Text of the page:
Pfizer and BioNTech have made history.
The BNT162b2 of the two companies has become the first COVID-19 vaccine to be authorized in the Western world as drug regulators in the UK issued an emergency use license on Wednesday ahead of US and European decisions due soon this month. expected.
For the wider vaccine world, the Medicines & Healthcare Products Regulatory Agency decision means that the world now has the first mRNA injection approved for widespread use, opening a brand new chapter in vaccine development.
The first doses will be delivered to the UK immediately, the companies said. A spokesperson for the UK’s Department of Health and Social Care said the vaccine will be available nationwide from next week. The UK has ordered 40 million doses of the vaccine – enough to vaccinate 20 million people – through an agreement signed in July and expanded in October.
“As we anticipate further authorizations and approvals, we are focused on moving with the same urgency to safely deliver a high-quality vaccine around the world. With thousands of people becoming infected, every day matters in the collective race to end this devastating pandemic, ”Pfizer CEO Albert Bourla said in a statement, calling the UK nod a“ historic moment ” .
Pfizer has assigned the production of COVID vaccines to three sites in the US and one in Belgium. BioNTech has facilities in Mainz and Idar-Oberstein, Germany, which have produced doses for clinical trials. The German biotech recently bought a Novartis plant in Marburg to accelerate commercial production of the COVID vaccine. In total, the two companies expect to produce up to 50 million doses in 2020 and up to 1.3 billion doses in 2021.
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Given the initially limited supply, vaccination will be given priority to the most deprived, as determined by the Joint Committee on Vaccinations and Immunizations, which will most likely include residents of long-term care facilities and medical staff.
Data from a phase 3 study showed that BNT162b2 was 95% effective in protecting against SARS-CoV-2, the new coronavirus behind the pandemic. In adults aged 65 and older, efficacy was strong at more than 94%, according to the companies. Impressions like that are remarkable for an infectious disease vaccine. Historically, the effectiveness of seasonal flu shots has hovered around 30% to 40% at best.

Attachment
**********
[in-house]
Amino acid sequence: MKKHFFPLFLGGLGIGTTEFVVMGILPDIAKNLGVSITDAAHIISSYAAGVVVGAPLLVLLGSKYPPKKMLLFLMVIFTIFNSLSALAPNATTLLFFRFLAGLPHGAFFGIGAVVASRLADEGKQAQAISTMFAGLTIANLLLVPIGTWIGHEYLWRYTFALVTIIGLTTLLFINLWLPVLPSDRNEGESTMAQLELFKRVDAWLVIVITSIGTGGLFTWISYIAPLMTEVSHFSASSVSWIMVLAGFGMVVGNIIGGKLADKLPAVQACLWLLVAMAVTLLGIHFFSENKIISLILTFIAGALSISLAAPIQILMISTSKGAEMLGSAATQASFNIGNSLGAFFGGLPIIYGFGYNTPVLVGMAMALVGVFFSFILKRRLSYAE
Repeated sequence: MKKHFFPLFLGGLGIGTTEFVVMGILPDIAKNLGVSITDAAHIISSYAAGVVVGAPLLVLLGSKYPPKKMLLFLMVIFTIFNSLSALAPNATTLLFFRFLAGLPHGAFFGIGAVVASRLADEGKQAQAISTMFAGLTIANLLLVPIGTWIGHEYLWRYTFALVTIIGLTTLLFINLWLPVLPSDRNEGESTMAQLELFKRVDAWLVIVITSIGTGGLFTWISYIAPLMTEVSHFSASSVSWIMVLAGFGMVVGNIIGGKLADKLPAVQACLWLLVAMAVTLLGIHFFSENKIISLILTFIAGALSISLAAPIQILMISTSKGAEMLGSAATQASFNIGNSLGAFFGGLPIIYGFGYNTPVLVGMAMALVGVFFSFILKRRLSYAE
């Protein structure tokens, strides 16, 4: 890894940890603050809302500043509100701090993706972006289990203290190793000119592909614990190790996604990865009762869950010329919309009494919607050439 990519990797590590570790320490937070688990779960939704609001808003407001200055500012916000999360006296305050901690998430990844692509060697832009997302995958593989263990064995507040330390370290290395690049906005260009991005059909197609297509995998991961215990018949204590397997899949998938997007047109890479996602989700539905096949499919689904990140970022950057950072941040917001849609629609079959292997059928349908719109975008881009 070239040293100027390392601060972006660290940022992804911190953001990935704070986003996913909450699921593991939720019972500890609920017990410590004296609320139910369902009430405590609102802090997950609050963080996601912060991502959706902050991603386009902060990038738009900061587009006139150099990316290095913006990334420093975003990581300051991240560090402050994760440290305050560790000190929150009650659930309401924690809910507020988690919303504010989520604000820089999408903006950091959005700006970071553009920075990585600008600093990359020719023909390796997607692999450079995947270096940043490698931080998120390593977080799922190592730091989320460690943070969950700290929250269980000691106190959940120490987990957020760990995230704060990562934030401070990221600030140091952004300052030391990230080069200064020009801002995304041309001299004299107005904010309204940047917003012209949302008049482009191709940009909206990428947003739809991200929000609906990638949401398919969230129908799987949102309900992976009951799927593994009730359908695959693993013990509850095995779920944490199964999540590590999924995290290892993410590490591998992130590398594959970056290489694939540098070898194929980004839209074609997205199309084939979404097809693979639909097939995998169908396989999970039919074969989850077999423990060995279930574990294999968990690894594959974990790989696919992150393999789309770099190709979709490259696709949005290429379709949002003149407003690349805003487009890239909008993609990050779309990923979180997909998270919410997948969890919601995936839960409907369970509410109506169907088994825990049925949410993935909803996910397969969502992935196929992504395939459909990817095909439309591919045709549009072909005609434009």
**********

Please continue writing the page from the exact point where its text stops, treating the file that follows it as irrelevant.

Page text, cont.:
Therefore, when the data first came out, SVB Leerink analyst Daina Graybosch predicted that success will “open the floodgates” for the use of mRNA in infectious disease vaccines.
“It is clear to us and investors that mRNA has a place in the vaccine landscape; we expect BioNTech and Pfizer to soon follow their COVID-19 success with other influenza and beyond vaccines, ”Graybosch wrote in an investor note last week.
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But getting an emergency permit is only half the work for a COVID vaccine. Now comes the next big hurdle: distribution.
The Pfizer / BioNTech incorporation requires strict cold chain during transport. It should be stored at approximately -70 ° C. Under normal refrigerated conditions, ie approximately 2 ° C to 8 ° C, the vaccine vial can be stored for up to five days.
With Wednesday’s British nod, Pfizer / BioNTech beat fellow mRNA player Moderna by rolling out the world’s first mRNA vaccine. Before the pandemic, mRNA-1647, Moderna’s CMV vaccine candidate, was the most advanced mRNA program. And the Massachusetts biotech’s mRNA-1273 once led the COVID race until the slower build-up of infections in the Phase 3 study put it by a hair’s breadth behind Pfizer / BioNTech.
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In the phase 3 study, Moderna’s COVID vaccine was 94.1% effective in protecting people from the disease. That shot can be stored at -20 ° C for up to six months, which is the same as most home and medical freezer temperatures. The vaccine can be stable for 30 days under standard refrigerated conditions.
In the US, an independent panel of experts will meet on Dec. 10, convened by the FDA to discuss whether the COVID recordings should be allowed. Industry viewers generally expect a positive opinion and that the FDA will grant emergency use approval within days given the urgent need to use the vaccine amid an increase in the number of new cases.
In addition to BNT162b2, Russia has previously approved a COVID vaccine with adenovirus vector in a controversial move that lacked support from clinical data. The vaccine, called Sputnik V, was recently found to be 91.4% effective in a second interim analysis of a phase 3 trial.
AstraZeneca and the University of Oxford’s adenovirus-based AZD1222 are also approaching a first temporary green light in the UK. trial to validate the results.